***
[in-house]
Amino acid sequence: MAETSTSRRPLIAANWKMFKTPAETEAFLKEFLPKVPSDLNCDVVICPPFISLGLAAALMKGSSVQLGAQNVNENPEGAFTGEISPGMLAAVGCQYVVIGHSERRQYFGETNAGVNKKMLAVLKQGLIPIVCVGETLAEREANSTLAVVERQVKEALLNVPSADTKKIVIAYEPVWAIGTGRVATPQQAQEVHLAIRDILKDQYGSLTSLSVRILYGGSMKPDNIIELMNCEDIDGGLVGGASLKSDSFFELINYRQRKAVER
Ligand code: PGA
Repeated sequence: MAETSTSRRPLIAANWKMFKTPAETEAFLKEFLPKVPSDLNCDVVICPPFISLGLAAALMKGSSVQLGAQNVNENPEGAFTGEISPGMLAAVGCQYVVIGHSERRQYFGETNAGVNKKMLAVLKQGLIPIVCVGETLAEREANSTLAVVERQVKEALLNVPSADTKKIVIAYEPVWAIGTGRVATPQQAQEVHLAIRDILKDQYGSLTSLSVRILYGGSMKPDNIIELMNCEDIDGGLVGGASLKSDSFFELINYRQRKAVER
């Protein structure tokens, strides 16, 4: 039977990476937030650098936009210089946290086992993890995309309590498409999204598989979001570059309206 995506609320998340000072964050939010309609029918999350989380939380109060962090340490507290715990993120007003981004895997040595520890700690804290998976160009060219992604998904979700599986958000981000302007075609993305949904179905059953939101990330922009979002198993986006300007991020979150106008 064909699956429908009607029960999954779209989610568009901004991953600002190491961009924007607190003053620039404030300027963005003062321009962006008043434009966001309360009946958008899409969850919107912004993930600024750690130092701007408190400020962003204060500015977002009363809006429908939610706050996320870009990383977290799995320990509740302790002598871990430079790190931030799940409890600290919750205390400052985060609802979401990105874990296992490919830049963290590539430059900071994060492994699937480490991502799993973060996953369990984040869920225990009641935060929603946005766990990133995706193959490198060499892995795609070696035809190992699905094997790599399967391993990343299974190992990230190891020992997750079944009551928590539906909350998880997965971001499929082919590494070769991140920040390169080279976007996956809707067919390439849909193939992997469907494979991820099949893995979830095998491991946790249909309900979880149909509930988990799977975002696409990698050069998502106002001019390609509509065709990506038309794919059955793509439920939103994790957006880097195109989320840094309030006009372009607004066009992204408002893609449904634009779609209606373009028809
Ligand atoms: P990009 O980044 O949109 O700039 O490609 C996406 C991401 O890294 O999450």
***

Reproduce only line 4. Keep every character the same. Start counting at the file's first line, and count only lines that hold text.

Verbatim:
Repeated sequence: MAETSTSRRPLIAANWKMFKTPAETEAFLKEFLPKVPSDLNCDVVICPPFISLGLAAALMKGSSVQLGAQNVNENPEGAFTGEISPGMLAAVGCQYVVIGHSERRQYFGETNAGVNKKMLAVLKQGLIPIVCVGETLAEREANSTLAVVERQVKEALLNVPSADTKKIVIAYEPVWAIGTGRVATPQQAQEVHLAIRDILKDQYGSLTSLSVRILYGGSMKPDNIIELMNCEDIDGGLVGGASLKSDSFFELINYRQRKAVER